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Accueil du site → Doctorat → Australie → 2015 → Optimised eucalypt domestication : an example using e. Cladocalyx, a species for low rainfall environments

Australian National University (2015)

Optimised eucalypt domestication : an example using e. Cladocalyx, a species for low rainfall environments

Bush, David James

Titre : Optimised eucalypt domestication : an example using e. Cladocalyx, a species for low rainfall environments

Auteur : Bush, David James

Université de soutenance : Australian National University

Grade : Doctor of Philosophy (PhD) 2015

Description partielle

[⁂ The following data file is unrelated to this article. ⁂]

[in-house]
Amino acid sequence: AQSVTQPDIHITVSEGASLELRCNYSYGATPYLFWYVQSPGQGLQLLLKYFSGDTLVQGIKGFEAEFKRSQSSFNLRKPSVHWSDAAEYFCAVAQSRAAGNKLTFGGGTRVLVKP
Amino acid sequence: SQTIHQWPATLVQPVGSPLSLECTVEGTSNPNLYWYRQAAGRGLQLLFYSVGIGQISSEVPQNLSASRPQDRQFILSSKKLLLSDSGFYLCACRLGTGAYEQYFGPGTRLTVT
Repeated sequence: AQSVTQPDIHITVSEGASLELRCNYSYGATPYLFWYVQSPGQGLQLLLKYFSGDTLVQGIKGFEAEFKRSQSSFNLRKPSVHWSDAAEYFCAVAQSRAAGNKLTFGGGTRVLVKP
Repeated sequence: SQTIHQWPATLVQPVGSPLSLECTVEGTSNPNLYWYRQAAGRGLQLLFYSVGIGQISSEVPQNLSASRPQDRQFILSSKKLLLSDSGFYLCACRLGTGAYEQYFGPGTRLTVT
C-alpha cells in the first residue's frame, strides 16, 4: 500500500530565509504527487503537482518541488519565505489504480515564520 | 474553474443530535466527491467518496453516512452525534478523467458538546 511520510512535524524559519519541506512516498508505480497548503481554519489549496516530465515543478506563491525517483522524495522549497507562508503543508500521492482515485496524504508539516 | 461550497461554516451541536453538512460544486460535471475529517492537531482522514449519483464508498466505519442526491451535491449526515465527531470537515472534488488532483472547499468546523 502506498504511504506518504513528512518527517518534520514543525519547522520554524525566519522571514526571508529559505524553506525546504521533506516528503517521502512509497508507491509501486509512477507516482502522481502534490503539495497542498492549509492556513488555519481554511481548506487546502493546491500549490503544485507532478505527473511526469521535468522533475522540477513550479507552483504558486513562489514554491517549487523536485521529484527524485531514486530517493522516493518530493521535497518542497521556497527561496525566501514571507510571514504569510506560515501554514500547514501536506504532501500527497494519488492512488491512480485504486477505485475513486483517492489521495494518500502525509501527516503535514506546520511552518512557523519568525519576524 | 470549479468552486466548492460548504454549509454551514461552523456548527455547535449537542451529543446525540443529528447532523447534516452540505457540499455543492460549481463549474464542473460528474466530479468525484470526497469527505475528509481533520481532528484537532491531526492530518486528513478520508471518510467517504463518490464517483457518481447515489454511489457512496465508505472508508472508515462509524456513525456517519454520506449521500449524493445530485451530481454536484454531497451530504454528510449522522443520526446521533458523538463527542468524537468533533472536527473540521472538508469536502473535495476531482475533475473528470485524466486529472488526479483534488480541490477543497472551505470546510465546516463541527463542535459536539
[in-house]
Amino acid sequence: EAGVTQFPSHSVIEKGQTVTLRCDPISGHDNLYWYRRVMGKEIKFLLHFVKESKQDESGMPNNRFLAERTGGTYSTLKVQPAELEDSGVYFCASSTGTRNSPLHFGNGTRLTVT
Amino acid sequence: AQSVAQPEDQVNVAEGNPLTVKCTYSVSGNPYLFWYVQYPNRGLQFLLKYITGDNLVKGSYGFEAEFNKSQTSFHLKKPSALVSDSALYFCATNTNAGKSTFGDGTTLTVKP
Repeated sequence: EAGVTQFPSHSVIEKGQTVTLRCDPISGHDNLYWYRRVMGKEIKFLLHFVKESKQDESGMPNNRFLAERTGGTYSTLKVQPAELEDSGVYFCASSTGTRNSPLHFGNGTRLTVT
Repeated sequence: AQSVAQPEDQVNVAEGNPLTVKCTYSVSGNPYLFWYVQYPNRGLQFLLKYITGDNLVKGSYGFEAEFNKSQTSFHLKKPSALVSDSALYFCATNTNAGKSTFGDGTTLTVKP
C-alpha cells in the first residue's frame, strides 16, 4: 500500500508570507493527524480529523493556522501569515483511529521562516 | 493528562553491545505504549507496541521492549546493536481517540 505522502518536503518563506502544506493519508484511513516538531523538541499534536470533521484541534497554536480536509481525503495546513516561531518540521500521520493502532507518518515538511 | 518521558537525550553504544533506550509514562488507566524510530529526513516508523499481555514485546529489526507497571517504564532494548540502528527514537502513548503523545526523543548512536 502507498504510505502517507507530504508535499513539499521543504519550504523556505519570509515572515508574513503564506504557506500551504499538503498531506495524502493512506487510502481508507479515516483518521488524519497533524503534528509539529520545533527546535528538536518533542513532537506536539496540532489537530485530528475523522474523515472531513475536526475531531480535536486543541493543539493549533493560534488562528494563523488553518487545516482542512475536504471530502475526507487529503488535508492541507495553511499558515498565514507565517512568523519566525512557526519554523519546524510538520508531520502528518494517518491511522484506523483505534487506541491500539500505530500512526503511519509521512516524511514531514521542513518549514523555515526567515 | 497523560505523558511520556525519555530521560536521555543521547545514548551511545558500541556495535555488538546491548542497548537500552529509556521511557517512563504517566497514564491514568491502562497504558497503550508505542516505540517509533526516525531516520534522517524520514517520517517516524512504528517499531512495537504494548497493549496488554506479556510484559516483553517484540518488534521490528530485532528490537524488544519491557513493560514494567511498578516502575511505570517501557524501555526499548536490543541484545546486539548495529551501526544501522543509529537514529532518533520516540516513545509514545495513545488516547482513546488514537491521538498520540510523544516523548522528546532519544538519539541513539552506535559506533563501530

Eucalyptus cladocalyx is endemic to South Australia and has been planted extensively on farmland throughout southern Australia and in dry, Mediterranean climates overseas. Its wood is hard, strong and naturally durable, making it suitable for fuelwood and solid-wood applications. Domestication in Australia commenced in 2001, when 11 provenance-progeny trials were established. The breeding objective is to maximise sawlog production per hectare per year. This thesis, presented as six chapters, examines genetic aspects of these trials that will influence the future direction of the species’ domestication program. Chapter 1 argues that traditional methods and assumptions historically used to identify selections in the first-generation breeding programs of the main commercial tree species can be improved upon in the following ways : (1) Examination of wood properties (in addition to growth and form traits) during the first generation, taking advantage of modern labour-saving techniques, rather than delaying until later generations when unidentified adverse genetic correlations between traits may be problematic. (2) Employing molecular markers to determine population genetic parameters and reconstruct pedigree and inbreeding information from families that have unknown or uncertain ancestry. (3) Using recently-developed mixed-modelling techniques that allow integration of marker-based pedigree and inbreeding information to model genotype-by-environment (GxE) interactions using large datasets. Chapter 2 examines genetic parameters including heritability of growth and wood natural durability traits and additive genetic correlations among traits

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